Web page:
New study shows more evidence that your blood may determine your COVID-19 risks
Scientists who compared the genes of thousands of patients in Europe found that those who had Type A blood were more likely to have severe disease while those with Type O were less likely.
European researchers looking for more clues about why COVID-19 hits some so much harder than others have said that a person's blood type and other genetic factors may be linked with severity of coronavirus infection.
Scientists compared the genes of thousands of patients in Europe and found that those who had Type A blood were more likely to have severe disease while those with Type O were less likely.
Prior to this research, several studies have linked blood type and coronavirus risks, including one from China and 23andMe data analysis. The fresh findings of the European study are published in The New England Journal of Medicine.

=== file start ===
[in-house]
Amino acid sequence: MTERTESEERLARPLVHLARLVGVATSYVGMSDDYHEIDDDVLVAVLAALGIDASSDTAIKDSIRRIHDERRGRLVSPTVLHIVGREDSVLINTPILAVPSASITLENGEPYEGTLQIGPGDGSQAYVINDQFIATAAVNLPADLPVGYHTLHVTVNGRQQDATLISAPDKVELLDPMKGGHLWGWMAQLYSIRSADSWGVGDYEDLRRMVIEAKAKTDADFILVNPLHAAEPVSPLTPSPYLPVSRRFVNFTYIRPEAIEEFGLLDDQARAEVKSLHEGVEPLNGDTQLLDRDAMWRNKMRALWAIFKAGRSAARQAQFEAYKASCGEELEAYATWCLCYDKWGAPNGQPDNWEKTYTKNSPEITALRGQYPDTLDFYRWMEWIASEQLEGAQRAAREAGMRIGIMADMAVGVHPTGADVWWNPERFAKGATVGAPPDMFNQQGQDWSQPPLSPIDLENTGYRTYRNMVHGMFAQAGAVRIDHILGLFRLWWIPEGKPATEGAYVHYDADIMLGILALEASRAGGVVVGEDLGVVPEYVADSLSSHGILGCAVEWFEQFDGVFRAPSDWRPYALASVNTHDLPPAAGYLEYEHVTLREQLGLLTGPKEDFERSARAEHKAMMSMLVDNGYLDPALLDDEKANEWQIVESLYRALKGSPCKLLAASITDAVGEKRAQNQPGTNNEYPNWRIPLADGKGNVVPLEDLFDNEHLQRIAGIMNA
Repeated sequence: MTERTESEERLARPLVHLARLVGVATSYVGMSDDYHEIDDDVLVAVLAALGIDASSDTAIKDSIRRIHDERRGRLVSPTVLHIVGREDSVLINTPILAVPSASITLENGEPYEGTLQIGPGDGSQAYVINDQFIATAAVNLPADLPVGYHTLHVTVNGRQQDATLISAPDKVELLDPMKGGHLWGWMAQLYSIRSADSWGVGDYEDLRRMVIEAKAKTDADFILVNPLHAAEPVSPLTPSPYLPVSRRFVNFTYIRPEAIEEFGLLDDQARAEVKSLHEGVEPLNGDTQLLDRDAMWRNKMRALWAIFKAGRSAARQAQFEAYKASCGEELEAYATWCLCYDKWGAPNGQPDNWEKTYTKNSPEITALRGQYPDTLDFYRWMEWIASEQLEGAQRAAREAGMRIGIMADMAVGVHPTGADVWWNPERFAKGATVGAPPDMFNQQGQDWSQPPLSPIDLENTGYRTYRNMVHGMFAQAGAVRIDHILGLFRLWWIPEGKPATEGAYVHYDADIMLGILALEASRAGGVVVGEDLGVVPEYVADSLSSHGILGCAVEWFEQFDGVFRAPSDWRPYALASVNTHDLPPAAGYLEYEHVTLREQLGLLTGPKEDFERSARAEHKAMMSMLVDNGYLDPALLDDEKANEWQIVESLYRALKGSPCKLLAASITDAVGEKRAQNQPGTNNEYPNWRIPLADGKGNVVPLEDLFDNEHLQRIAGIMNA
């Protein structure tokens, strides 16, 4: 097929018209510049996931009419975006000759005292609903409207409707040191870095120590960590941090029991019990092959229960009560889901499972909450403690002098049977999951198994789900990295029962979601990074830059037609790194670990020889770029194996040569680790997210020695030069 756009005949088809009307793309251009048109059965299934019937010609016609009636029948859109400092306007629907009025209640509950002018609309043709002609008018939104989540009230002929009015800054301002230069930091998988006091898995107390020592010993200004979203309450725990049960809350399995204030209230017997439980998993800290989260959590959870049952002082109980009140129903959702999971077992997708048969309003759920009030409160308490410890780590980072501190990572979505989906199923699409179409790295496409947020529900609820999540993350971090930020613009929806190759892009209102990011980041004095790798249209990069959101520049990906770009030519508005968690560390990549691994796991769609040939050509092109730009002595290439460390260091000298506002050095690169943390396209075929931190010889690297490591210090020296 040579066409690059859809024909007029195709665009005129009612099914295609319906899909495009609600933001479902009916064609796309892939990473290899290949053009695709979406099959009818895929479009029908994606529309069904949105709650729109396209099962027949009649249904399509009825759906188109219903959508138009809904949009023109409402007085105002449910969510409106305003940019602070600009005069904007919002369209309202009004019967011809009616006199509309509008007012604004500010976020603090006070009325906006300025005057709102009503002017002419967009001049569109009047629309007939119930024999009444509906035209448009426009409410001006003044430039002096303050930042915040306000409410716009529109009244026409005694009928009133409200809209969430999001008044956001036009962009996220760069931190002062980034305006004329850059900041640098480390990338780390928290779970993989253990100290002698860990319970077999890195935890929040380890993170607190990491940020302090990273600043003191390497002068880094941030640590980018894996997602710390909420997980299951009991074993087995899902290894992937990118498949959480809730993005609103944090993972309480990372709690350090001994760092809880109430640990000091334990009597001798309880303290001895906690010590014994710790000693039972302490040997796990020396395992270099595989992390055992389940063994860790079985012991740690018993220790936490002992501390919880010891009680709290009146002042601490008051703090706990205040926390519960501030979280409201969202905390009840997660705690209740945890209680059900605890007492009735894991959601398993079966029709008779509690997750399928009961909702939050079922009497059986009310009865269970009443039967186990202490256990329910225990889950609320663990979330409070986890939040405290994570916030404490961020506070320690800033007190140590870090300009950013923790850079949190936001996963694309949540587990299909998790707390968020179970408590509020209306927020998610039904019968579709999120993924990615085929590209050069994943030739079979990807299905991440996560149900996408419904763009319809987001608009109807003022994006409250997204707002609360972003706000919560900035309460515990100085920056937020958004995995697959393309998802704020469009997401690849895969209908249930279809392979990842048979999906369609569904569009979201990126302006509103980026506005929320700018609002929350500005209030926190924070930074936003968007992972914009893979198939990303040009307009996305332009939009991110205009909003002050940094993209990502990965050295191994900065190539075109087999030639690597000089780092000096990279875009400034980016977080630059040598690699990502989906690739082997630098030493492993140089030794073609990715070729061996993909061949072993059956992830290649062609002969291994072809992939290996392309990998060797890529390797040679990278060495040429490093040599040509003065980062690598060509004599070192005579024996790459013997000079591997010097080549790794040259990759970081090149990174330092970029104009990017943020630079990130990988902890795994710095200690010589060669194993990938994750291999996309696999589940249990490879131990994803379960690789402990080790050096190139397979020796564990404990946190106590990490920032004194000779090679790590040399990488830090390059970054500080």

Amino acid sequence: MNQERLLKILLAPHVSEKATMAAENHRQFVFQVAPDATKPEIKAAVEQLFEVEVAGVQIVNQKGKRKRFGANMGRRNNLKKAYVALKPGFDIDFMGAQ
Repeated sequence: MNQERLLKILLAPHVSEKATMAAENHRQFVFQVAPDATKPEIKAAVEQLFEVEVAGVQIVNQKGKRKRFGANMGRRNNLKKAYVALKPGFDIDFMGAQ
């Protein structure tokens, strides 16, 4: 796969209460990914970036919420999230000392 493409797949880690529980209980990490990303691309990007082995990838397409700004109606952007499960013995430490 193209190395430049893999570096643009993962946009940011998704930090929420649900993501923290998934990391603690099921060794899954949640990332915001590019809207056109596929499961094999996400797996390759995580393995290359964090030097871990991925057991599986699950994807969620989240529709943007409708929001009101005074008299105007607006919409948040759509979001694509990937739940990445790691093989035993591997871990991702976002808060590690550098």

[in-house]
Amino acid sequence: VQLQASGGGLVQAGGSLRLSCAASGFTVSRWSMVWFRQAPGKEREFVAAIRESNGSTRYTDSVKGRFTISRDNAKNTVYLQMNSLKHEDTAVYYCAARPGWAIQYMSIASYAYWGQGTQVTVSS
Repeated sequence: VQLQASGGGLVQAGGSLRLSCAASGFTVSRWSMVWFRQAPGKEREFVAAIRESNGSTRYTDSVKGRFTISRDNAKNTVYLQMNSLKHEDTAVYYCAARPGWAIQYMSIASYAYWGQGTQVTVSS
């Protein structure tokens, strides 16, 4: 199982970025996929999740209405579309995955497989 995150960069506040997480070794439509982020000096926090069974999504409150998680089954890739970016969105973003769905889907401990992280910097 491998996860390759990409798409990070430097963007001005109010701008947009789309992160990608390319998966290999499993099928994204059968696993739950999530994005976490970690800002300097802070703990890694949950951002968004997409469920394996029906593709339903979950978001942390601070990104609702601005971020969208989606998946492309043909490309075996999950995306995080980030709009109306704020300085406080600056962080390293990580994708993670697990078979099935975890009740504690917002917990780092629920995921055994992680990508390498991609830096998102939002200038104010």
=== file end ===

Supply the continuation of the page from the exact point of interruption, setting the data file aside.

At the peak of the epidemic in Europe, researchers analyzed the genes of more than 4,000 people to look for variations that were common in those who became infected with the coronavirus and developed severe COVID-19.
A cluster of variants in genes that are involved with immune responses was more common in people with severe COVID-19, they found. These genes are also involved with a cell-surface protein called ACE2 that the coronavirus uses to gain entry to and infect cells in the body.
The researchers, led by Dr. Andre Franke from Christian-Albrecht-University in Kiel, Germany, and Dr. Tom Karlsen, from Oslo University Hospital in Norway also found a relationship between COVID-19 severity and blood type.
The risk for severe COVID-19 was 45% higher for people with type A blood than those with other blood types. It appeared to be 35% lower for people with type O.
"The findings ... provide specific clues as to what disease processes may be going on in severe COVID-19," Karlsen said by email, noting that additional research is needed before the information becomes useful.
"The hope is that these and other findings ... will point the way to a more thorough understanding of the biology of COVID-19," US National Institutes of Health director and genetics expert Francis Collins wrote in his blog on Thursday.
"They also suggest that a genetic test and a person's blood type might provide useful tools for identifying those who may be at greater risk of serious illness."